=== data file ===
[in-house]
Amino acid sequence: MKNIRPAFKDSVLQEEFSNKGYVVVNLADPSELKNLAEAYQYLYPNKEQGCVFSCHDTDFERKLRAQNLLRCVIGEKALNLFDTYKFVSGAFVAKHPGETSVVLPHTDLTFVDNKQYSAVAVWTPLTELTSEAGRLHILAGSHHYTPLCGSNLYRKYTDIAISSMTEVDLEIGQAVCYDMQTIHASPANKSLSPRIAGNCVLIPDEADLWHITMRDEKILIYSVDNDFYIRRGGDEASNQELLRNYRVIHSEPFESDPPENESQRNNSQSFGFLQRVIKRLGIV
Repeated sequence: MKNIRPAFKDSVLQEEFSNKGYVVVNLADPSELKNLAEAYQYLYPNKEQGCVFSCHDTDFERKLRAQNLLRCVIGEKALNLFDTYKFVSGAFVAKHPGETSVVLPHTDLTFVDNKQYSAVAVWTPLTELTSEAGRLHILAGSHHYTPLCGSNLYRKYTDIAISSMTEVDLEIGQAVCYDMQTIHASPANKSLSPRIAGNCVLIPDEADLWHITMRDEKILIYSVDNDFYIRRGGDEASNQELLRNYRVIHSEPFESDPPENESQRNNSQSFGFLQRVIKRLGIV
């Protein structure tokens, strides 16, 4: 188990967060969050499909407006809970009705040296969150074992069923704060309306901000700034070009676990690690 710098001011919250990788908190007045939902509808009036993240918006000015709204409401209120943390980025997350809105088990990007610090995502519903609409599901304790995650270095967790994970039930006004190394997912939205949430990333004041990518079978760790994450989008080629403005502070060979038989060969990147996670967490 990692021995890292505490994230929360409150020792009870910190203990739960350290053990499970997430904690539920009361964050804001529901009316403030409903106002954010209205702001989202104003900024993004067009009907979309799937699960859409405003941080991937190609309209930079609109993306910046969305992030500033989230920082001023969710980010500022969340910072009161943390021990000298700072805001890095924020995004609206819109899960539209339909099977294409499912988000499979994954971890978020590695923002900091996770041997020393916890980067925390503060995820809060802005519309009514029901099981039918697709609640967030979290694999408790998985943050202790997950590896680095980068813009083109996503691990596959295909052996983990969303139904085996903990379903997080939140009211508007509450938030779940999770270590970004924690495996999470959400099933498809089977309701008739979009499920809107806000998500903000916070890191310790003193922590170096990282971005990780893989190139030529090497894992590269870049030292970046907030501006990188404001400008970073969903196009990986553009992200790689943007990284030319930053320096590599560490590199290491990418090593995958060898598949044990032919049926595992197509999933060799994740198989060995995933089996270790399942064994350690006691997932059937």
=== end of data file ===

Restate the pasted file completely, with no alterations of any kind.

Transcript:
[in-house]
Amino acid sequence: MKNIRPAFKDSVLQEEFSNKGYVVVNLADPSELKNLAEAYQYLYPNKEQGCVFSCHDTDFERKLRAQNLLRCVIGEKALNLFDTYKFVSGAFVAKHPGETSVVLPHTDLTFVDNKQYSAVAVWTPLTELTSEAGRLHILAGSHHYTPLCGSNLYRKYTDIAISSMTEVDLEIGQAVCYDMQTIHASPANKSLSPRIAGNCVLIPDEADLWHITMRDEKILIYSVDNDFYIRRGGDEASNQELLRNYRVIHSEPFESDPPENESQRNNSQSFGFLQRVIKRLGIV
Repeated sequence: MKNIRPAFKDSVLQEEFSNKGYVVVNLADPSELKNLAEAYQYLYPNKEQGCVFSCHDTDFERKLRAQNLLRCVIGEKALNLFDTYKFVSGAFVAKHPGETSVVLPHTDLTFVDNKQYSAVAVWTPLTELTSEAGRLHILAGSHHYTPLCGSNLYRKYTDIAISSMTEVDLEIGQAVCYDMQTIHASPANKSLSPRIAGNCVLIPDEADLWHITMRDEKILIYSVDNDFYIRRGGDEASNQELLRNYRVIHSEPFESDPPENESQRNNSQSFGFLQRVIKRLGIV
């Protein structure tokens, strides 16, 4: 188990967060969050499909407006809970009705040296969150074992069923704060309306901000700034070009676990690690 710098001011919250990788908190007045939902509808009036993240918006000015709204409401209120943390980025997350809105088990990007610090995502519903609409599901304790995650270095967790994970039930006004190394997912939205949430990333004041990518079978760790994450989008080629403005502070060979038989060969990147996670967490 990692021995890292505490994230929360409150020792009870910190203990739960350290053990499970997430904690539920009361964050804001529901009316403030409903106002954010209205702001989202104003900024993004067009009907979309799937699960859409405003941080991937190609309209930079609109993306910046969305992030500033989230920082001023969710980010500022969340910072009161943390021990000298700072805001890095924020995004609206819109899960539209339909099977294409499912988000499979994954971890978020590695923002900091996770041997020393916890980067925390503060995820809060802005519309009514029901099981039918697709609640967030979290694999408790998985943050202790997950590896680095980068813009083109996503691990596959295909052996983990969303139904085996903990379903997080939140009211508007509450938030779940999770270590970004924690495996999470959400099933498809089977309701008739979009499920809107806000998500903000916070890191310790003193922590170096990282971005990780893989190139030529090497894992590269870049030292970046907030501006990188404001400008970073969903196009990986553009992200790689943007990284030319930053320096590599560490590199290491990418090593995958060898598949044990032919049926595992197509999933060799994740198989060995995933089996270790399942064994350690006691997932059937």